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As a terminally ill being, John Keats' outlook on life was obviously not of optimism. Because of his considerably short life span, Keats, for the most part, spent his life dreaming and wishing to experience things and opportunities, rather than actually experiencing them. Furthermore, as an avid poet, Keats had a strong desire to share his thoughts and ideas on the many experiences of life through his writing as much as possible. However, with such limited time, Keats was afraid that he would never have the chance to convey all that he wished to express from his mind through his poetry. As a result, much of Keats' poems illustrated his melancholy and hopelessness for his future, but at the same time his long-pursued ambitions and desire to witness more in his short-termed life. In two of perhaps his most famous sonnets, When I have fears that I may cease to be and Bright Star, Would I were as stedfast as thou art, Keats captures these very emotions effectively by combining sensual, vivid imagery and symbolic, meaningful metaphors.
From the title and first line of Keats' sonnet When I have fears that I may cease to be, it is already evident that Keats' words concern the topic of death and his anxiety towards it. He "fears that [he] may cease to be" -- that is, to be afraid of no longer existing, or dying. Thus, from just the first line of his sonnet, Keats brings in the theme of morbidity.
Moving onto the next line, Keats says "Before my pen has glean'd my teeming brain, / Before high-piled books, in charactery, / Hold like rich garners" (Keats 2-4). Here, Keats is trying to say that he is afraid of "[ceasing] to be", or dying, before he has the opportunity to write down all the other ideas and thoughts from his mind and create piles of books filled with his poetry. Beginning from the fifth line, he exclaims: "When I behold, upon the night's starr'd face, / Huge cloudy symbols of a high romance, / And think that I may never live to trace / Their shadows, with the magic hand of chance." (Keats 5-8) Keats is essentially saying that when he looks into the starry night sky filled with clouds, he fears that he may die before he is ever able to "trace their shadows with the magic hand of chance" - in other words, write poetry about their beautiful images. It is important to note, however, that it may also be interpreted another way. Instead of perceiving it as a literal concept, it may also be perceived as a far more abstract concept. The night sky and "huge cloudy symbols of a high romance" may represent the universe or the heavens, rather than just an earthly image. Thus, Keats could also be trying to say that he may never live long enough to find an explanation or meaning of the universe. His life is decided by "the magic hand of chance", or, in this case, fate. If he is to die early, he knows that he will not be able to determine an explanation for the heavens and the universe, or "trace their shadows." For the rest of the sonnet, Keats explains how he shall never experience an "unreflecting love" of "faery power." Since fairies have the power of immortality, Keats explains that he can never experience an eternal kind of love that is unreflecting. Because Keats knows his life will be short, the love he knows is only a "fair creature of an hour" - transient and limited by time. The fact that he mentions standing on the shore alone emphasizes the solitude and sorrow he feels. Thus, because he knows that his death is imminent, the ideas of love and fame reach a point where they are no longer of importance; they become "nothingness."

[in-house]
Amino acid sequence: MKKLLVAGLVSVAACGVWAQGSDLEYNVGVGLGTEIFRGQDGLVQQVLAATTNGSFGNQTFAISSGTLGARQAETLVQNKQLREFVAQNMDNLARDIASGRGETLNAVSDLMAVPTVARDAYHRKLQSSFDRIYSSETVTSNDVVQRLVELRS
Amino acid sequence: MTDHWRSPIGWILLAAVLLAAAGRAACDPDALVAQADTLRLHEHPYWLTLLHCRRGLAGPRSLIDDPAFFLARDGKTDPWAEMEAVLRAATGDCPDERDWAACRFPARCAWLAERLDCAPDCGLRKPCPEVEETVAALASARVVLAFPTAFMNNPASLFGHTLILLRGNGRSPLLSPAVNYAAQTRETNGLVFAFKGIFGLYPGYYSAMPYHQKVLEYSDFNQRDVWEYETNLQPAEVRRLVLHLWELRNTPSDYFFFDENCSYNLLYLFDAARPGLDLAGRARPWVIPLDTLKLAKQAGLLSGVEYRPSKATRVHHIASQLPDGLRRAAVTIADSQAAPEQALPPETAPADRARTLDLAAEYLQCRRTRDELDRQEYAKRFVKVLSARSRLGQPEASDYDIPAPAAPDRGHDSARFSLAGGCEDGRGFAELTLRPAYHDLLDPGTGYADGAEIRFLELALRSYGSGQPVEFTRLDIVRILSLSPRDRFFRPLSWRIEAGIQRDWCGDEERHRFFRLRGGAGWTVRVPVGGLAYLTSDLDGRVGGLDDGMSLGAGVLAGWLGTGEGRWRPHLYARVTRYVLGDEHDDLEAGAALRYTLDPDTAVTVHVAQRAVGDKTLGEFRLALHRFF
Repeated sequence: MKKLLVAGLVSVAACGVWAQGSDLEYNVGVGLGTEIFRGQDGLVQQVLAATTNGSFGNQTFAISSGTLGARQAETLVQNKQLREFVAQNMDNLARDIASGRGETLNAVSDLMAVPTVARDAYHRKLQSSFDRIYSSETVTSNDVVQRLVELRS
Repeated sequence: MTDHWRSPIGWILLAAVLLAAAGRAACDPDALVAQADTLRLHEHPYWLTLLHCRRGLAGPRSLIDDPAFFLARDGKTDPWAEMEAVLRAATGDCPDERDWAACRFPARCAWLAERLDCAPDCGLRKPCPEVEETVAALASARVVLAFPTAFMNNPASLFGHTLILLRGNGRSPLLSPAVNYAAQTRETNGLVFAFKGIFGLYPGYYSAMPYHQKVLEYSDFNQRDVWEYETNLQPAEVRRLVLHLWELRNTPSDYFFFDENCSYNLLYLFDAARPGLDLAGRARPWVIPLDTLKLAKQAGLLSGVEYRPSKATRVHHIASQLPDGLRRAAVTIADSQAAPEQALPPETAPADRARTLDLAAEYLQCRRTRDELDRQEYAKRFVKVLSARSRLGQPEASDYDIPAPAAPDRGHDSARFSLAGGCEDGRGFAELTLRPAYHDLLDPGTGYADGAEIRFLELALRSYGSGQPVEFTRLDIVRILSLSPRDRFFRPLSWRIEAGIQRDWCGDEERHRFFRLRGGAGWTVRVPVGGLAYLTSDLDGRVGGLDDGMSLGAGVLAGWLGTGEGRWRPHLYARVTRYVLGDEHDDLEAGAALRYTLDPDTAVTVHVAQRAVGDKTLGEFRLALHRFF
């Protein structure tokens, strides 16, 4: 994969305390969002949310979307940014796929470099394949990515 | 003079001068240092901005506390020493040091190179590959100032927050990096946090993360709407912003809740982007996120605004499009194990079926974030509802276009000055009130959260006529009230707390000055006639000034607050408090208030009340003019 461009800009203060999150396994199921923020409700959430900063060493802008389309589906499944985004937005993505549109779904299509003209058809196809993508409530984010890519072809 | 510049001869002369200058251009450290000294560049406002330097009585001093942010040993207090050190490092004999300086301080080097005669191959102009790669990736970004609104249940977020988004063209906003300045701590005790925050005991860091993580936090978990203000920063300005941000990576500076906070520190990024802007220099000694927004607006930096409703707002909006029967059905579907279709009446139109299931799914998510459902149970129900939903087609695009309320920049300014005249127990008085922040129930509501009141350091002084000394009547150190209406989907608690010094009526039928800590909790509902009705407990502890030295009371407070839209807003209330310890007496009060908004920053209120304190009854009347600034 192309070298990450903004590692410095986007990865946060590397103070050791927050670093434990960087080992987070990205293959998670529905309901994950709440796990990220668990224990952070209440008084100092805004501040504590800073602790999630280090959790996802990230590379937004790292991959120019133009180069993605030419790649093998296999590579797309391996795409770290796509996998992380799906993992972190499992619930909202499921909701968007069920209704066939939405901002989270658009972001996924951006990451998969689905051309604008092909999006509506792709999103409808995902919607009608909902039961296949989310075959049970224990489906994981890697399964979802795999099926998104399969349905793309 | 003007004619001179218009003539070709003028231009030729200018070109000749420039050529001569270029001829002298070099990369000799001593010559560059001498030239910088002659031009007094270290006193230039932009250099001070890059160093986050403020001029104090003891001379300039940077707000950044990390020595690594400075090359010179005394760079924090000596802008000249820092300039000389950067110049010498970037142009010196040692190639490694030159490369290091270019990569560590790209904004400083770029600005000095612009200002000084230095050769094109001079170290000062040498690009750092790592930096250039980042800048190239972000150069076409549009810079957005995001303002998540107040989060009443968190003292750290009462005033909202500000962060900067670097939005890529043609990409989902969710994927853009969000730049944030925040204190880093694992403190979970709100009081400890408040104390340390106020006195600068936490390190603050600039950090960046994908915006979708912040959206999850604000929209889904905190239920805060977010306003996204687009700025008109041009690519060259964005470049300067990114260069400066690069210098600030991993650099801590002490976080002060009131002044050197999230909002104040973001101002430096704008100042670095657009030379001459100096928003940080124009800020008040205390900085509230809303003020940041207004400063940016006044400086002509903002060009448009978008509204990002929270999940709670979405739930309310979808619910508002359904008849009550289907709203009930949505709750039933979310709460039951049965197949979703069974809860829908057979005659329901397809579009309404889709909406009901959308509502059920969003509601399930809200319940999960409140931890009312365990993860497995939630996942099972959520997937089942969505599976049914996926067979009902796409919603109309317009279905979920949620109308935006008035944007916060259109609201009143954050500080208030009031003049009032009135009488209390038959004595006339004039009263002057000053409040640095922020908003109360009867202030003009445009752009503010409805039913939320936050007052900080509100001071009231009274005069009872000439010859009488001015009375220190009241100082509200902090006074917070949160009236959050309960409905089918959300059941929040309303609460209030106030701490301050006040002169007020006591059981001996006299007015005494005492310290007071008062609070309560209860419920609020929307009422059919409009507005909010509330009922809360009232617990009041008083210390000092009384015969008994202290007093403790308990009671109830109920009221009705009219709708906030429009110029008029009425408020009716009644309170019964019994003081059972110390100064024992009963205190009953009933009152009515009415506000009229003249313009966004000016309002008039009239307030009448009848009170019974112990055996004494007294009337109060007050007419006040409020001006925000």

Bright Star, Would I were steadfast as thou art is similar to When I have fears that I may cease to be in that it also expresses a strong desire driven by the fact that Keats knows of his short-termed life. Based on the title and first line, it is clear that Keats establishes the star as the main focus of the sonnet. In addition, it is also noteworthy to mention that Keats envies the star, as he says "would I were as steadfast as thou art", for the star, unlike him, is unchanging and fixed in one place. Thus, Keats wishes that he could be as eternal as the star, "watching, with eternal lids apart" the "moving waters" and "soft fallen mask[s] of snow upon the mountains and moors." However, Keats comes into a conflict with his desires. Although he yearns to be "still unchangeable" and eternal, he does not want to be in "lone splendor." He longs to be "Pillow'd upon my fair love's ripening breast, / To feel for ever its soft fall and swell" (Keats 10-11). In other words, Keats wishes to be with his love, and be able to physically feel his lover's body, while being eternal. This, unfortunately, is impossible and would create a paradox. In order to love and be able to feel such love, one would have to be human, which is not eternal like the star is. He cannot be eternally human, for humans will eventually perish. Keats realizes that his only other option would be to "swoon to death." In other words, he would die during the time he is experiencing his purest happiness in love.
Keats most likely died unsatisfied with what he had experienced and written down in his poetry. Because he knew that he was not going to live quite long, it only made his desires to witness more in things life and express his ideas and thoughts on them even greater. Thus, he aspired more and more the closer he drew to his death, but his death was unfortunately too close to fulfill all of his goals. However, perhaps it is for that very reason which makes Keats' poetry so vivid and emotional: his undying desires and wishes, driven by the anticipation of his imminent death.